- Make sure at least two other people read over your novel, people whose opinions you respect. Listen to them, but if what they suggest goes against your instincts, feel free to discard any or all of their advice. It's your novel, no one can write it for you. But if all of them say the same thing, I'd pay attention!
- If for some reason, the first novel isn't working for you, don't be afraid to scrap it a different one. Believe me, it's scary to say that it isn't working, but better to set it aside than to try and force something that doesn't feel right.
- However, if you find yourself doing this with every book you start, then you need to decide where you're going wrong. My suggestion: read! I was trying to write traditional, Harelquin-esque romances and it didn't work for me. Then I read a Mary-Janice Davidson novel and something clicked for me. I started writing like I wanted to, and I haven't looked back since.
- Never start querying publishers/agents until after the novel is finished. This can be a red flag to them that you aren't serious. Wait until it's completed before sending it out. (You'll see this on a lot of agent's advice sites, so I'd pay attention to it.)
- Once your novel is completed and you feel it's been polished within an inch of it's papery life, DON'T sit on it! Get it out there. Have a plan. Do you want to go the traditional publishing route, i.e., get an agent, go to the Big Six publishers, and cross your fingers? Do you want to go electronic publishing, with some of the smaller presses like Carina or Samhain, and cross your fingers? Or somewhere in between, like with Harlequin, who will accept unagented submissions but IS a big print publisher (and has imprints that will only accept agented submissions)? Once you know where you'd like to head, you'll feel a lot more comfortable about the journey. You'll have a direction, a goal, and that's a good thing.
- Once you've decided, read the guidelines of the agent/publisher. If they say they don't accept romance, don't send it to them. If they say they do, check their "heat levels". I write on the mild side of erotic, so I can't send it to a strictly "sweet" publisher or agent. Also check and see if what you've written fits in with any of their imprints and, if so, who you'd send your query to. (The query step will be taken care of by your agent if one agrees to work with you.)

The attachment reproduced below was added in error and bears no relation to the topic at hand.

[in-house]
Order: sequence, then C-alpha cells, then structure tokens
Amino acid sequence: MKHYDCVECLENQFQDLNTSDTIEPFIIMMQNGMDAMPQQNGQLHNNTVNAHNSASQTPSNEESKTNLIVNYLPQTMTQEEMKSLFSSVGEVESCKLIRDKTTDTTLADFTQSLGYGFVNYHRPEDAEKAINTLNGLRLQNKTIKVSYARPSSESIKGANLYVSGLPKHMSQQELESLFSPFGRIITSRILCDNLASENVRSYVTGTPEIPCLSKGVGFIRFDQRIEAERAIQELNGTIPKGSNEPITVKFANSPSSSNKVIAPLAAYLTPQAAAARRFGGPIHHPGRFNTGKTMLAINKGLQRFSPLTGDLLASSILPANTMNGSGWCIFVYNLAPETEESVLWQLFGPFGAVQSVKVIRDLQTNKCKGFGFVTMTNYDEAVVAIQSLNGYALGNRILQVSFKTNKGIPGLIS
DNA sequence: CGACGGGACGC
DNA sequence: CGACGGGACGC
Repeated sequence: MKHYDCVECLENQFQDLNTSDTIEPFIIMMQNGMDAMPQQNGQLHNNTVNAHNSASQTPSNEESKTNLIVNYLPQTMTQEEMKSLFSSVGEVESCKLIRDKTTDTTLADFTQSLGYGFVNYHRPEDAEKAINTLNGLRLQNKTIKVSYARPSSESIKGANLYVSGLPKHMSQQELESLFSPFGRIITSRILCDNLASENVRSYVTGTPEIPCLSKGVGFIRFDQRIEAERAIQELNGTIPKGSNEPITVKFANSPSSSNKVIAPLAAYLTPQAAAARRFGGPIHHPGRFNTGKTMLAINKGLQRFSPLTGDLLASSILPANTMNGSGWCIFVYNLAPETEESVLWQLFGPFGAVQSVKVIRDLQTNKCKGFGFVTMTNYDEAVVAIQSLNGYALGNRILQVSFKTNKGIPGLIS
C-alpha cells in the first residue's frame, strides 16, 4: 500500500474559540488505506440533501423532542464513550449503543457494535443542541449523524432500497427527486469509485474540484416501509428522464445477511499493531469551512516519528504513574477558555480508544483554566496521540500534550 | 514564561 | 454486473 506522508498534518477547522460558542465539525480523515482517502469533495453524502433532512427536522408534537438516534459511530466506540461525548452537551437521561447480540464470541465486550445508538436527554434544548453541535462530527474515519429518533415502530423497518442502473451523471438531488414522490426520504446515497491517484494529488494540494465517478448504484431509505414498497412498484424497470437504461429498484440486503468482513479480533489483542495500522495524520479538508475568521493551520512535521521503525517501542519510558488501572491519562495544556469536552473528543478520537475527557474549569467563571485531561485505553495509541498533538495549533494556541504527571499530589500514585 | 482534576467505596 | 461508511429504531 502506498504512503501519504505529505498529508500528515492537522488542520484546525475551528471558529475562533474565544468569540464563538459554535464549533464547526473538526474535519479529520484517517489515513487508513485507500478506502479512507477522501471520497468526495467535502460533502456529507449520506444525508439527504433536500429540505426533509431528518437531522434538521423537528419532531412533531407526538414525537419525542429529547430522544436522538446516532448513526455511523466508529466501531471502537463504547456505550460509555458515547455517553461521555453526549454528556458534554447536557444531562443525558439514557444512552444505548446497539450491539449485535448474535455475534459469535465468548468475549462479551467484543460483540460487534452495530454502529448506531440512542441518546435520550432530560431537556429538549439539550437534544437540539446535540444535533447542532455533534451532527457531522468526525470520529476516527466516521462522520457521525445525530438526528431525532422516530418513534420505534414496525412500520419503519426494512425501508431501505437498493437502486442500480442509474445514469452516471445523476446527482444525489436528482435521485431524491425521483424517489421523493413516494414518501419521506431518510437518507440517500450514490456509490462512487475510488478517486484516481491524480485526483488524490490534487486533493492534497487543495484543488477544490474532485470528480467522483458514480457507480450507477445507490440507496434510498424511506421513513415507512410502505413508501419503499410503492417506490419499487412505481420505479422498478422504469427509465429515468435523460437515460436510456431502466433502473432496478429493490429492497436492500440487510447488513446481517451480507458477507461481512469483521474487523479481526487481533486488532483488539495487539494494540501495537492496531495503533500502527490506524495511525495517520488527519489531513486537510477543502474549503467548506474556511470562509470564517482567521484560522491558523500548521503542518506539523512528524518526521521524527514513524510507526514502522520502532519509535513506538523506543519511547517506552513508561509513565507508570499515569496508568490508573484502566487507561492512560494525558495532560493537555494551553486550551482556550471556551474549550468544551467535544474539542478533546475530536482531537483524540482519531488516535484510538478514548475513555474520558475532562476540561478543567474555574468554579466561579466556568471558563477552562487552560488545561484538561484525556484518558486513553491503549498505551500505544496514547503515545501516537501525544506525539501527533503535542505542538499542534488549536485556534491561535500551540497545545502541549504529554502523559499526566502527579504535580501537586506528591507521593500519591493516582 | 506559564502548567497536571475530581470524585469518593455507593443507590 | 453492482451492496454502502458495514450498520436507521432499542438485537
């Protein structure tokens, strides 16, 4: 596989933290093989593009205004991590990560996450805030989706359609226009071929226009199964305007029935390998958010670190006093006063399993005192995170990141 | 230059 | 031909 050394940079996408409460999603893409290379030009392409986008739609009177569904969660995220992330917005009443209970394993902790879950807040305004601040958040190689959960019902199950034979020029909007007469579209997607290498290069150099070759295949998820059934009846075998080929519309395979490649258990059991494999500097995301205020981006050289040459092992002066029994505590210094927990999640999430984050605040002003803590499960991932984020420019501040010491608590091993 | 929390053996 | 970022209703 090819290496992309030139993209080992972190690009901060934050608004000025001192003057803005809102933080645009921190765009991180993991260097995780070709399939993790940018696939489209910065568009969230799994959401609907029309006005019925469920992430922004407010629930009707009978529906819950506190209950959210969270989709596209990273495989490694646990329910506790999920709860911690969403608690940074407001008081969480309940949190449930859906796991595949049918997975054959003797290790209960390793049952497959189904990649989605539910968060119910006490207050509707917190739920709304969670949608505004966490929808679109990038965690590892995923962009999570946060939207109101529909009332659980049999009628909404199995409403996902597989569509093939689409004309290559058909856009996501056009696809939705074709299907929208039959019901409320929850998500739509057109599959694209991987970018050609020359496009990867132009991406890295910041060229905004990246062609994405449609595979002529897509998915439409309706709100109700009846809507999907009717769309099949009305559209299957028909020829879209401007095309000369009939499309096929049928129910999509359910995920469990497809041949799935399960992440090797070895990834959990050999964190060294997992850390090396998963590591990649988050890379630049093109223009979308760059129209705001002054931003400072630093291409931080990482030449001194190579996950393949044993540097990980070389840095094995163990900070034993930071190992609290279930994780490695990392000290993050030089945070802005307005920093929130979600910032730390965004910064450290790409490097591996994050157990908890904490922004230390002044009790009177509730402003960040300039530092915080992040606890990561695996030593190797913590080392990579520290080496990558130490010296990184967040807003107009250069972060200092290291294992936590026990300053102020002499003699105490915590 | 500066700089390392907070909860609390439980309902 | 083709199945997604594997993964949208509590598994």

- Do your homework. Don't be afraid to write to authors who write for that agent/publisher to ask their opinion. Not all will answer, but enough will to give you an idea if the fit will be right for you.
- When writing the query letter, mention you've completed the novel and are working on a second. This lets the agent/publisher know you're serious about your writing.
- Don't think your job is finished after you type the end. It's just beginning. This is your business as well as your passion, and you have to treat it as such. There's website design, blogging, social media (if it scares you, I'd suggest Facebook to start rather than Twitter), advertising and promotions, editing, monthly newsletters... LOTS of work goes into being a published author. I spend half my day writing, and the other half working on all that other stuff. How much time you put into it will be up to you, but at a minimum you'll need a website if you're accepted for publication. The readers need to know where to find you.
- You have to make sure your website is easily navigated. There's nothing worse than a reader who has to ask, "Where's the books?" when you're an author. Check other author websites to see how they're doing it, and with what. Several use Wordpress; others use programs like Yahoo!SiteBuilder. Still others will pay someone to create and maintain the website. It's all up to you and what you can afford.
Scared yet? Don't be. It's the most satisfying career I've ever had, and I'll give it up when I'm five years dead and buried. Maybe not even then.
P.S.: I'm mailing Cynful to my betas first thing in the morning! WOOT!